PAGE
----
Red Star Tales: A Century of Russian and Soviet Science Fiction

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Hell, Russian comedies are rarely cheerful or upbeat.


well, I’ll grant you that Gentelmen of Fortune is pretty dark but stuff like Operation Y and Shurik’s Other Adventures of Shurik and similar things are all up beat and cheerful. not to mention the writing genius of Ilya Ilf.

“In end, is life that is joke.” ~ Russian comic of stand up-type, Night at Apollo


Russian pessimist: "Things can’t get any worse."
Russian optimist: “Sure they can!”


“In your country, audience comes to see comedian get upbeat. In my country, audience comes to see comedian get beat up.”


I’m not a connoisseur of Russian sci-fi by any means, but Roadside Picnic is a fantastic book!

– Donald Trump

Doomed City is also wonderful.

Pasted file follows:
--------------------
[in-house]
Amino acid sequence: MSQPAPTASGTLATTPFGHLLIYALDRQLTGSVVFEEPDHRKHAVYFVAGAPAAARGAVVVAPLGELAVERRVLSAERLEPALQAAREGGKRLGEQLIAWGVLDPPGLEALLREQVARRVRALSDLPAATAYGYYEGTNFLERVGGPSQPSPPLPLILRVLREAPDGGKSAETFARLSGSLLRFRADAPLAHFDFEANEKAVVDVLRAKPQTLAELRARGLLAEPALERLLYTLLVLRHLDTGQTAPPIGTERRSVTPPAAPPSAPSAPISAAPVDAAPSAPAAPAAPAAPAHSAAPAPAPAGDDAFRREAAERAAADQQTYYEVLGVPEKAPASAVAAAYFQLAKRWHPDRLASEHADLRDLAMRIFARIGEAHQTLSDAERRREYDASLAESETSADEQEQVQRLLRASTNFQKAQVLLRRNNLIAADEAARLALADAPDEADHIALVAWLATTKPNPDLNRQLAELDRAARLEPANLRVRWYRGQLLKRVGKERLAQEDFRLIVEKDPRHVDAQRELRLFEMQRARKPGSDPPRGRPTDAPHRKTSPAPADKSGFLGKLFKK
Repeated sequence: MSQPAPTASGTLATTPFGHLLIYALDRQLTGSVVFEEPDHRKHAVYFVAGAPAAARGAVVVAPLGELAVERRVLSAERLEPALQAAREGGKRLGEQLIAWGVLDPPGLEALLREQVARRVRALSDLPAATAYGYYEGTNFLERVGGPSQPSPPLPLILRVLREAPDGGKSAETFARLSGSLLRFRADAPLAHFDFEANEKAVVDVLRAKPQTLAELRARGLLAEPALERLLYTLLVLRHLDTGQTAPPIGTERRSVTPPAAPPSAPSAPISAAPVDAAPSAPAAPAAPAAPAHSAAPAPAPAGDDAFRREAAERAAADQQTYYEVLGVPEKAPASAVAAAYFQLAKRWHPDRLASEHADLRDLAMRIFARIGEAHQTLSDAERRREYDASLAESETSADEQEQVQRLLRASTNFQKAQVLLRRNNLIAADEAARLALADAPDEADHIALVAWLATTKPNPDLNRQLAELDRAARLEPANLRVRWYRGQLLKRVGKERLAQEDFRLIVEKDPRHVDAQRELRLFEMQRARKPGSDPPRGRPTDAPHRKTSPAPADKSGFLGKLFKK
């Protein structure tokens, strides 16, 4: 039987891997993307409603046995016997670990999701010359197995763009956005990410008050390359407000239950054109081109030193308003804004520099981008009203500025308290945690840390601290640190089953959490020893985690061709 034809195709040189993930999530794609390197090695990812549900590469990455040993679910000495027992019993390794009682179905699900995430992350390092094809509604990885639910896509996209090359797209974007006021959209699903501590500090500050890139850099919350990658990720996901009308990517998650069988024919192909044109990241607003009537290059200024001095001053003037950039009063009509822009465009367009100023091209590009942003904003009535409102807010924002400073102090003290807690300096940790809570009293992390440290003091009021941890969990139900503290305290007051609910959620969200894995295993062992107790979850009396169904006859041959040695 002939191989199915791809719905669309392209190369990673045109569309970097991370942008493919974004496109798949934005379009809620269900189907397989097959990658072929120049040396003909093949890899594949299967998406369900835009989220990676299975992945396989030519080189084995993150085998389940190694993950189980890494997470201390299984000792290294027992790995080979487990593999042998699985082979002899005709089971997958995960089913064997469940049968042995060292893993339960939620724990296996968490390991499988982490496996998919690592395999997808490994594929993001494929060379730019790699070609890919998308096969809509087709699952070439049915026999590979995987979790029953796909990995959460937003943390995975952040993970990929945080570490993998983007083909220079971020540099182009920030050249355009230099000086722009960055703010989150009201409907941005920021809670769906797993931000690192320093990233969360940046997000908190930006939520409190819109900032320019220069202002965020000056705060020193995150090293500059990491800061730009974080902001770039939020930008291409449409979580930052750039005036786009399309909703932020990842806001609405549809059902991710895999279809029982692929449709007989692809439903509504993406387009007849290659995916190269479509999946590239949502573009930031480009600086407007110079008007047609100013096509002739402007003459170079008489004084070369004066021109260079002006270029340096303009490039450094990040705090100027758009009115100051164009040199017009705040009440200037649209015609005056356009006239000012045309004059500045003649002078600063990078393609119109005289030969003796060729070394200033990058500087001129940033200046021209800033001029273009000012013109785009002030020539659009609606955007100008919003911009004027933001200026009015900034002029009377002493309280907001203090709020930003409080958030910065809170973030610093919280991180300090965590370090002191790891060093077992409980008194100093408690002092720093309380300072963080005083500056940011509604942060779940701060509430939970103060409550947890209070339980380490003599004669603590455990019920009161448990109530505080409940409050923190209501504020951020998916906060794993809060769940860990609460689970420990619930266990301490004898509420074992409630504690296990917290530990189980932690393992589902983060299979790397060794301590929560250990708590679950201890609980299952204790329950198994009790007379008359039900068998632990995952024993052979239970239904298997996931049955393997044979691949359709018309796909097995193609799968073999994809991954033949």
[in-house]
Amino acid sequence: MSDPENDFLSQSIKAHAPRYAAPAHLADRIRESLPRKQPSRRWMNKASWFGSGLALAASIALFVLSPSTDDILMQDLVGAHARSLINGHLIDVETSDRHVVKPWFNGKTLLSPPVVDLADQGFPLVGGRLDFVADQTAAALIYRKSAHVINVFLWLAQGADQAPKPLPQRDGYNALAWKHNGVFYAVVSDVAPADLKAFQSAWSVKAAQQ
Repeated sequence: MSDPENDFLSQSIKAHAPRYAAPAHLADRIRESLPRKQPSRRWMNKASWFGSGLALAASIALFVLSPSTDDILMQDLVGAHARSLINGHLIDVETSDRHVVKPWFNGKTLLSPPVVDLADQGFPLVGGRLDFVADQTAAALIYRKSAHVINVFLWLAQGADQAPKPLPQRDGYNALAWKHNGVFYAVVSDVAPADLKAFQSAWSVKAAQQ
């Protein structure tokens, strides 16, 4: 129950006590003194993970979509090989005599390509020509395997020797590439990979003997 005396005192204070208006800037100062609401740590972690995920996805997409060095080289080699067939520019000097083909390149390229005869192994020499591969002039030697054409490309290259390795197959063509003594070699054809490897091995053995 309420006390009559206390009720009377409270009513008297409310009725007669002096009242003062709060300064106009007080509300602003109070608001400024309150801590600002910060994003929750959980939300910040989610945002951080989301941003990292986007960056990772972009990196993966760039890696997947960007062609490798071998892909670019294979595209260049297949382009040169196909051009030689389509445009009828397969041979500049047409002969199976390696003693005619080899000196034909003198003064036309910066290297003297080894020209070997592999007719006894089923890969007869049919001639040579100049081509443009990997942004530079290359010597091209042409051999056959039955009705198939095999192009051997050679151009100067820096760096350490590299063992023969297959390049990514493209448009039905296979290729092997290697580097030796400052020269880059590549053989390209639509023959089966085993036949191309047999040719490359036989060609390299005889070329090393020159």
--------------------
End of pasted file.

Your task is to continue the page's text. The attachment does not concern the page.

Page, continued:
So far enjoying this collection–especially the early writings like ‘On the Moon’ by Tsiokovksy…written in 1893!?!

I have several collections of Russian SciFi (‘Aliens, Travelers, and Other Strangers’, ‘World’s Spring’, ‘The Uncertainty Principle’, etc.), and can’t get enough of Russian SciFi. So it was exciting to find out about this one.

I was a bit surprised that there was no entry for Sever Gansovsky. Gansovsky appears in several previous collections. Gansovsky is, in my opinion, one of the best Russian SciFi writers.

Folks on BB probably know of him, and BB linked to Anatoliy Petrov’s 1977 animated ‘Polygon’, which is, I believe, Gansovsky’s short-story ‘Proving Ground’ ( ).

It’s exciting to see a renewed interest in Russian SciFi, including initiatives from Western SciFi writer’s, like Ursula LeGuin (‘Roadside Picnic’), in getting new editions and translations out there.

It seems for SciFi and Horror, at least in film, that it is the foreign stories–old and new–that are bolstering a rather stagnating Hollywood…

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